Oxford Shoulder Scores
The Oxford Shoulder Questionnaire relies on the patient’s subjective assessment of pain and ADL impairment to provide the assessment.
The Oxford Shoulder Questionnaire has been shown to correlate well with both the Constant Score and the SF36 assessment and to be sensitive to surgical intervention.
The Oxford Shoulder Questionnaire accumulates to a total score with a maximum valueof 60, in which four pain related questions make up 33% of this total whilst the remaining 67% is derived from eight ADL related questions.
Previously the highest scores are attributed to the worst outcomes in the Oxford Shoulder Questionnaire, so that an adjustment is necessary to compare the results with the more conventional worse-is-lower methods. However, in approximately 2009 this was inverted so that a higher score now correlates with a better outcome. THerefore, the reader needs to be aware of this when reading medical research studies that have used the Oxford Scoring system.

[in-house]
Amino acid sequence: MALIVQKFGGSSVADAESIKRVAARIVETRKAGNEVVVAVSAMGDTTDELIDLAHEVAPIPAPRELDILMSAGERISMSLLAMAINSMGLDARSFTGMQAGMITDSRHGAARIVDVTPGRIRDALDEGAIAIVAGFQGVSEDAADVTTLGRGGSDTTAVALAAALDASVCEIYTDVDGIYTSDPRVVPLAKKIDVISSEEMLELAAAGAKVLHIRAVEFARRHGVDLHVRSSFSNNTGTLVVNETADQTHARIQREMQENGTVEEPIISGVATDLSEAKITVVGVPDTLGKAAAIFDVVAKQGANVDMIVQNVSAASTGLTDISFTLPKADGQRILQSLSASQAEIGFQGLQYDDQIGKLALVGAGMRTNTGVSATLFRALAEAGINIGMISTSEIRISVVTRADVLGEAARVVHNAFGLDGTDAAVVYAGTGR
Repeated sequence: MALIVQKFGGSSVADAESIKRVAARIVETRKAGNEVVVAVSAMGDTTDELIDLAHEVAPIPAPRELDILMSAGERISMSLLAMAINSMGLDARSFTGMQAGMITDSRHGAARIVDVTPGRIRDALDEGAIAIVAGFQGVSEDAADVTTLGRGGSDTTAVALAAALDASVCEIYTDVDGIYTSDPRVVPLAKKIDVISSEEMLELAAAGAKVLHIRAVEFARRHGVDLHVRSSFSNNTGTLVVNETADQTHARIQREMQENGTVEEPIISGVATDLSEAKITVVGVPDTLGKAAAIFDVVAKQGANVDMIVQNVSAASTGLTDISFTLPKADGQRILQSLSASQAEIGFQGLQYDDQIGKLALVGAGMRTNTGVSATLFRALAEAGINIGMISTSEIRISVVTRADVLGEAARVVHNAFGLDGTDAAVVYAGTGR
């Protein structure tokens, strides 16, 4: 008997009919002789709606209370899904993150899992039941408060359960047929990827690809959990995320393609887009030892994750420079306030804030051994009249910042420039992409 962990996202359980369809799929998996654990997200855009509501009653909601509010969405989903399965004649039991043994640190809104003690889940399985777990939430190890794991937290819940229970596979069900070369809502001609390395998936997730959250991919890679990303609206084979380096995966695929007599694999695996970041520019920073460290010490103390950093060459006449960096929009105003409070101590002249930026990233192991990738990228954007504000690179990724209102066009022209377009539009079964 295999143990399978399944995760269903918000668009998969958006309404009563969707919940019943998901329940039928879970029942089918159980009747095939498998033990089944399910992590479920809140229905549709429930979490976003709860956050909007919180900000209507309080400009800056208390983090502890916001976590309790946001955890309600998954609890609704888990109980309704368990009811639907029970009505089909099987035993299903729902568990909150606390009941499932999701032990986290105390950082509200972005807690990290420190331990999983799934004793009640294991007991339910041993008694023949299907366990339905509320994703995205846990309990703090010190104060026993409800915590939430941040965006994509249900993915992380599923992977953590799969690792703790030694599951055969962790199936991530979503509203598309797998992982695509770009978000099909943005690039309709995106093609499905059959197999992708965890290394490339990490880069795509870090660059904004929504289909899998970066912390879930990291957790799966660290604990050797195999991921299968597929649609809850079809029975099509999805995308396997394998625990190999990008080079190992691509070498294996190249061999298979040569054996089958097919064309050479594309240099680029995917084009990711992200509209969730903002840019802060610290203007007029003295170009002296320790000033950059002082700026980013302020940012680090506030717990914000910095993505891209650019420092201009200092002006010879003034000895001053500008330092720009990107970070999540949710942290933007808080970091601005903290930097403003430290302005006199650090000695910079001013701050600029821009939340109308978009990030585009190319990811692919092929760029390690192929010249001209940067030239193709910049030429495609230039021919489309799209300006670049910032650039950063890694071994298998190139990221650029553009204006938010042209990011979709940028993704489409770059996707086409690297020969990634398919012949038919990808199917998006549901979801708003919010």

Please note the Oxford Scores can only be used with a valid licence from ISIS - To apply for a licence (which may require a subscription fee) Please go to their website here.
- Dawson J, Fitzpatrick R, Carr A. Questionnaire on the perceptions of patients about shoulder surgery. J Bone Joint Surg Br. 1996 Jul;78(4):593-600.
- Dawson J, Hill G, Fitzpatrick R, Carr A. The benefits of using patient-based methods of assessment. Medium-term results of an observational study of shoulder surgery. J Bone Joint Surg Br. 2001 Aug;83(6):877-82.
- Dawson J, Fitzpatrick R, Carr A. The assessment of shoulder instability. The development and validation of a questionnaire. J Bone Joint Surg Br. 1999 May;81(3):420-6.